Physical Therapy Exercises for Brachial Plexus Injuries

The brachial plexus can be strengthened with neck and shoulder exercises.
Image Credit: Mikolette/E+/GettyImages

The brachial plexus is a network of nerves — cervical spinal nerves 5, 6, 7 and 8, as well as the first thoracic spinal nerve — that travel through the shoulder area to power muscles in your arms. While brachial plexus injuries are common during childbirth, they can also occur in adulthood.

According to a 2014 article published by ISRN Orthopedics, these injuries often occur as a result of motor vehicle accidents. They can also occur during sports activities.

Advertisement

Each nerve root in the brachial plexus branches off into more nerves that supply specific muscles, as explained in a February 2015 article published by Turkish Society of Physical Medicine and Rehabilitation. Brachial plexus injury exercises are dictated by the specific nerves that are affected.

Consider seeing a physical therapist for an individualized exercise program if you have sustained a brachial plexus injury.

Read more: C7 Neck Exercises

Advertisement

1. Lateral Raises

The fifth cervical spinal nerve, called C5, primarily supplies muscles that perform shoulder abduction — lifting the shoulder out to the side. This nerve forms the top of the brachial plexus.

Perform lateral raises, as demonstrated by ExRx.net, to strengthen this movement.

  1. Stand up straight and squeeze your shoulder blades together.
  2. Holding a dumbbell in your hand, turn your thumb toward the ceiling.
  3. Lift your arm out to the side until it is parallel to the ground.
  4. Hold for two to three seconds, then slowly lower back down.

Advertisement

2. Biceps and Wrist Extension Curls

The C6 spinal nerve supplies muscles that perform elbow flexion and wrist extension. If this nerve is damaged, include biceps curls and wrist curls in your brachial plexus therapy exercises.

Move 1: Biceps Curls

  1. Hold a dumbbell and begin with your arm straight, resting by your side.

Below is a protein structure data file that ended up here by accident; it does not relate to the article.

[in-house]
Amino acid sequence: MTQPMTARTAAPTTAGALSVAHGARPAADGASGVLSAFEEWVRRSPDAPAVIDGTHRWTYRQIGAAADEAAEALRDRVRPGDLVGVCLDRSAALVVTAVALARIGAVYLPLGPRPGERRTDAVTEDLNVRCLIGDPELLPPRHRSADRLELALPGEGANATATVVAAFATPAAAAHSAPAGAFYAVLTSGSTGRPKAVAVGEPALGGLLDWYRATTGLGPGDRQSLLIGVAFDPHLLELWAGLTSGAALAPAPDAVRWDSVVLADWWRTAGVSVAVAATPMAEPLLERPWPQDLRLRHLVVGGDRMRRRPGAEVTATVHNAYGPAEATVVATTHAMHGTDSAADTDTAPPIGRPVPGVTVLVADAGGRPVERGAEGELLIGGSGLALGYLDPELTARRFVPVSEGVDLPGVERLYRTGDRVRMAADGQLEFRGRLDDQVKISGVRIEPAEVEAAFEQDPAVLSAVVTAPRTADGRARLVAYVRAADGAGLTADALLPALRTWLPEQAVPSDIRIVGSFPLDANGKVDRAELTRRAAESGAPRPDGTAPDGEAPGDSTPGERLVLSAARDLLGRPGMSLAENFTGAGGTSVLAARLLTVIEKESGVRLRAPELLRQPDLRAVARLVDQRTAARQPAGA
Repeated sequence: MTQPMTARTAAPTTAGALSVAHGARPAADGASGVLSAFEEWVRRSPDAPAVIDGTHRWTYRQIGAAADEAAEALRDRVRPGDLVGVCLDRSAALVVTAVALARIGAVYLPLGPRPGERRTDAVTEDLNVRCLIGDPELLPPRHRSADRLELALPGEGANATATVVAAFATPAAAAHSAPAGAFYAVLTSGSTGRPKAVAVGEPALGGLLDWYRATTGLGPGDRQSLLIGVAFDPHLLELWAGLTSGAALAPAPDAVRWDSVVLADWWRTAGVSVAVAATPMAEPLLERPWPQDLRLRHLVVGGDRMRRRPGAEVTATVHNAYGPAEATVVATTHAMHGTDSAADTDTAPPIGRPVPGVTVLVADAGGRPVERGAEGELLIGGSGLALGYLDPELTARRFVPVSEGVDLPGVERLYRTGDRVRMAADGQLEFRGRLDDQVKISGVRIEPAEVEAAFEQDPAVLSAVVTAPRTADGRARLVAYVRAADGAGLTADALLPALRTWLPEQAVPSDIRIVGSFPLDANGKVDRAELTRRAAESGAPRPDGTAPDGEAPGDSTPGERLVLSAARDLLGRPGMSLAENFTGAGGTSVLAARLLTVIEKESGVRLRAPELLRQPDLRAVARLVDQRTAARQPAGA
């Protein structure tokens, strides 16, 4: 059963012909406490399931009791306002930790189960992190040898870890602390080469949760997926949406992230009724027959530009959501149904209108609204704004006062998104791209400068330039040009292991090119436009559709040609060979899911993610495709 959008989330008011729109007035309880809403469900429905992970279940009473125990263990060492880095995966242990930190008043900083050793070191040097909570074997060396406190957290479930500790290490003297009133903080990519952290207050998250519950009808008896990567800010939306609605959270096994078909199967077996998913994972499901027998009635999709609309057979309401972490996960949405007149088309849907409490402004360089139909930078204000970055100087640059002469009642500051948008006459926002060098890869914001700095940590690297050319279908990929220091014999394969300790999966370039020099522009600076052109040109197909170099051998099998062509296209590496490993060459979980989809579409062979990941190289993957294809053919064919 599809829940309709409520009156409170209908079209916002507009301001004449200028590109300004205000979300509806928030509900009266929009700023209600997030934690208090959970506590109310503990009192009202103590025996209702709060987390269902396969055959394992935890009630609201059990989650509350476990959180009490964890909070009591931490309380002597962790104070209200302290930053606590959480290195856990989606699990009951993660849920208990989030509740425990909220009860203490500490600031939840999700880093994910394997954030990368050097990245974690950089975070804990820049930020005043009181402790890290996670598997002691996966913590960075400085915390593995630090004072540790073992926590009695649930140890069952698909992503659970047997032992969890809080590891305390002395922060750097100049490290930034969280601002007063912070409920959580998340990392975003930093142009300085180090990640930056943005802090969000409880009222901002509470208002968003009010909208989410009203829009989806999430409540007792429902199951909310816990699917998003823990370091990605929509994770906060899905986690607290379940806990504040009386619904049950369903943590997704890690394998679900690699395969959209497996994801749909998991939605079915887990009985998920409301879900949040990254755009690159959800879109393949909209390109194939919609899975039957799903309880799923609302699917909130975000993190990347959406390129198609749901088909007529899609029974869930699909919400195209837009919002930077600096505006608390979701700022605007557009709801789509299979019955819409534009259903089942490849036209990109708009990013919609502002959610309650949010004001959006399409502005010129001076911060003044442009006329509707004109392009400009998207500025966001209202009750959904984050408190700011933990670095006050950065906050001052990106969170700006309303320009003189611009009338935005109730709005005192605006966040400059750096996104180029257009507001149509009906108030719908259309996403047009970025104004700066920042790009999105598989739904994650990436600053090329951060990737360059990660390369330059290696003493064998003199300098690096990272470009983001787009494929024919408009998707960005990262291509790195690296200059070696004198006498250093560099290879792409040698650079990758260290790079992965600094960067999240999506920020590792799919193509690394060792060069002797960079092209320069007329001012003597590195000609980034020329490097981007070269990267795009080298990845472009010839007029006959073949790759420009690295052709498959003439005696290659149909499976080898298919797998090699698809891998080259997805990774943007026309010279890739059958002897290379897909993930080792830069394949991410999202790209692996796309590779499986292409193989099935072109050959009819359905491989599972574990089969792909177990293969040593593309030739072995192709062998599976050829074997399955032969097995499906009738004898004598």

2. Bend your elbow as far as possible. Hold for two to three seconds at the top of the movement.
  3. Slowly lower back down.

Advertisement

Move 2: Wrist Extension Curls

  1. Hold a dumbbell, lean forward and rest your forearm on your thigh.
  2. Place your opposite hand on top of your forearm to stabilize your arm.
  3. Lift your wrist up as high as possible, without your forearm leaving your thigh.
  4. Hold for two to three seconds, then lower back down.

3. Triceps Kickbacks

Muscles that perform elbow extension are primarily supplied by the C7 spinal nerve. Include triceps strengthening exercises in your brachial plexus therapy exercises.

  1. Hold a dumbbell in your hand.
  2. Kneel on a bench with the opposite leg.
  3. Bend forward and place your arm on the bench to support your body weight.
  4. Lift your affected arm until your upper arm is parallel to the ground with your elbow bent and hand pointed toward the ground.
  5. Keeping your elbow by your side, straighten your arm until your elbow is straight.
  6. Hold two to three seconds then slowly lower down.

4. Grip Strengthening

The C8 spinal nerve supplies muscles that flex your fingers, giving you grip strength. Hand gripping exercises can be performed with a variety of implements, such as putty or a stress ball.

  1. Squeeze a small ball for 30 seconds to one minute.
  2. Repeat several times per day.

Read more: Hand Grip Strength Test

5. Rubber Band Stretches

Muscles that abduct your fingers, or move them apart, can become weak with damage to the lower brachial plexus, including the T1 spinal nerve.

  1. Wrap a rubber band around your fingers, with the exception of your thumb.
  2. Spread your fingers apart and hold for two to three seconds.
  3. Slowly bring them back together and repeat for 10 repetitions.

Advertisement

references